Middle-east Arab News Opinion | Asharq Al-awsat

Ministers discuss crisis facing Muslims ahead of Islamic Summit | ASHARQ AL-AWSAT English Archive 2005 -2017
Select Page

JEDDAH, Saudi Arabia (AP) – Representatives of more than 50 Islamic countries met on Tuesday ahead of a two-day summit, with delegates saying the world”s largest Islamic organization must reform if it is to deal with the &#34great challenges and dangers&#34 it faces.

Foreign ministers and senior officials of the 57 states of the Organization of the Islamic Conference opened discussions to prepare for the summit, which begins Wednesday and is expected to forge a plan to reform the group and give it more clout.

&#34The Muslim nation is facing great challenges and enormous dangers targeting its cultural foundations and religious creeds,&#34 Saudi Foreign Minister Prince Saud al-Faisal said in an opening speech Tuesday.

The summit &#34will forge a comprehensive plan to overcome the obstacles that block the aspirations of our nation and consolidate concepts and principles of tolerance and intercultural dialogue,&#34 he said.

Al-Faisal said that during the summit, Saudi King Abdullah will propose a plan for reform &#34spreading virtue, tolerance and brotherhood between people.&#34

The OIC meeting, which opens in Islam”s holy city of Mecca on Wednesday and continues in Jeddah on Thursday, was called by Saudi”s King Abdullah.

&#34We all have hope that the summit … will enhance (the Islamic countries”) ranks and restore the self-confidence of the Islamic world,&#34 the king said in statement carried by Saudi state media.

The leaders are also expected to discuss plans to combat terrorism, which has targeted many members of the OIC, as well as the situation in Iraq, the Palestinian territories and Afghanistan.

In his opening statement to the ministers Tuesday, OIC Secretary General Ekmeleddin Ihsanoglu warned of what he described as increasing &#34Islamophobia.&#34 &#34This has led to a complete distortion of Islam and the whole Islamic world has become a victim of this phenomenon,&#34 he said.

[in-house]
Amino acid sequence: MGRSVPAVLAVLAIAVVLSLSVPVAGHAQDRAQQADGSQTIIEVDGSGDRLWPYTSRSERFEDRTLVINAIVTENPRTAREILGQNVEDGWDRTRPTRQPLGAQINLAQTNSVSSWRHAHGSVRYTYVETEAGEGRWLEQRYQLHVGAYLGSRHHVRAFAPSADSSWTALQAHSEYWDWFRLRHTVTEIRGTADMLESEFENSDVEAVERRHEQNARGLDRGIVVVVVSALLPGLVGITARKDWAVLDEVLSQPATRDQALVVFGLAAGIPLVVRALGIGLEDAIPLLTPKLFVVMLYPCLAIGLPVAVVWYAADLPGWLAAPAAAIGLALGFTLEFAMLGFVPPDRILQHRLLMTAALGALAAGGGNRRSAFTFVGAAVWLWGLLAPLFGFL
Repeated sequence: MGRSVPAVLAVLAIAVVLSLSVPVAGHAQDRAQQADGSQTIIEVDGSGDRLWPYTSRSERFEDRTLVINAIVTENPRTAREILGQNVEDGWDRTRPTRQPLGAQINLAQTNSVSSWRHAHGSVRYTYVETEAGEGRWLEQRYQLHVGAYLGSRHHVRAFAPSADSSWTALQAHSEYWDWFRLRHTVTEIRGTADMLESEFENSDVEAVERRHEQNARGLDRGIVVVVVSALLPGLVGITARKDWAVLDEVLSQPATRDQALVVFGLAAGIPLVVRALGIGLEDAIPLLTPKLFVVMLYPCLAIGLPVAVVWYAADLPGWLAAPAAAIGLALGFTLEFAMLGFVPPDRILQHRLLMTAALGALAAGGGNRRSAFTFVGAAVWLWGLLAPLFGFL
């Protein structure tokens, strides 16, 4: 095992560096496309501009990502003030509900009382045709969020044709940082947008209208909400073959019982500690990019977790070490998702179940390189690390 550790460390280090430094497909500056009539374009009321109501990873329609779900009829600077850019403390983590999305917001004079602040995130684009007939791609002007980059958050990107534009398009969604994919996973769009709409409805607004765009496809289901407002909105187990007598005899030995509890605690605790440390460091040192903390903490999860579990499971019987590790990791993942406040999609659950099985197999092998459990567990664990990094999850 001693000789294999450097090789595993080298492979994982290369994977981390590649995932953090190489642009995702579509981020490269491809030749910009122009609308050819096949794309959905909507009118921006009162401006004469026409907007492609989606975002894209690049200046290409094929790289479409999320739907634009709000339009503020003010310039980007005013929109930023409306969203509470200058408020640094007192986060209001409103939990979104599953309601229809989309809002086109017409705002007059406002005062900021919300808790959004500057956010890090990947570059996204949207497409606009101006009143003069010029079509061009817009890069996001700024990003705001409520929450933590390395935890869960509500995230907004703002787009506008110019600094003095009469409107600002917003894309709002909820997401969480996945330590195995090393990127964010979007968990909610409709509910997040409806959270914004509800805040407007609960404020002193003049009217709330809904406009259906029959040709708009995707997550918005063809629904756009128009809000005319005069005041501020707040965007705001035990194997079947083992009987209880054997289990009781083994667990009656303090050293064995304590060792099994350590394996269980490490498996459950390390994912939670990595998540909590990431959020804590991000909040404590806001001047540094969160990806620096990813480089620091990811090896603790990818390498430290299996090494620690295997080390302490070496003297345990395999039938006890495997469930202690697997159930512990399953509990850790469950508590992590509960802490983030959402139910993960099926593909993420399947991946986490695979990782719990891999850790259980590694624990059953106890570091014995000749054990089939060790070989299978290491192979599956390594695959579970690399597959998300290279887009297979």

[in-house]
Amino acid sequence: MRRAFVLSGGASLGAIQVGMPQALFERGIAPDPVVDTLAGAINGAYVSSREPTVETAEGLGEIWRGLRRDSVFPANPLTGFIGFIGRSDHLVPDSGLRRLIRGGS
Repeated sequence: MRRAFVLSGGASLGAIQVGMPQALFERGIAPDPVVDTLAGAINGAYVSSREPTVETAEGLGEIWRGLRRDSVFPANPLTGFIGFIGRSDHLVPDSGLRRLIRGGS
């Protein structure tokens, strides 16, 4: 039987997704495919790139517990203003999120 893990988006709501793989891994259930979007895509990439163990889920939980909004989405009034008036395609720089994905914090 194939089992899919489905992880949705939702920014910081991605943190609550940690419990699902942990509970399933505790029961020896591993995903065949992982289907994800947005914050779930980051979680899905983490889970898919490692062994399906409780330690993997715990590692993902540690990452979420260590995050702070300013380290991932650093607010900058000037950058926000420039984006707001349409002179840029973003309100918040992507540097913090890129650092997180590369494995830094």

Ihsanoglu, a Turk who took over as OIC head in January, also proposed a plan for restructuring the 36-year old organization over the next ten years so it can take a more active role in international affairs.

&#34The long periods of crisis that hit the Islamic world has led to the disintegration of its inner power and the continuation of crises among the Muslim countries,&#34 he said.

Ihsanoglu did not give any details of his plan. But delegates at Tuesday”s meeting said he is seeking to remodel the OIC along the lines of the European Union or the United Nations in a bid to give its members more power.

The 57-nation group has had only an advisory role, with annual summits that often serve as little more than a discussion group.

Delegates at Tuesday”s meeting said Ihsanoglu was seeking to convince the OIC to ask for a seat at the U.N. Security Council for the Muslim world, and that his proposal focused on issues of human rights, democracy, women and conflict resolution in Islamic countries, as well as restructuring the group”s secretariat to give it more powers.

But ministers might not be prepared to endorse all of the proposals.

&#34There is a lot of wishful thinking in this paper, the Islamic countries are not ready to take such a big dose of reform … not yet,&#34 the delegate said.

All delegates spoke on condition of anonymity because the document has not yet been officially released.

The OIC, which was founded in 1969, is based in Jeddah, Saudi Arabia.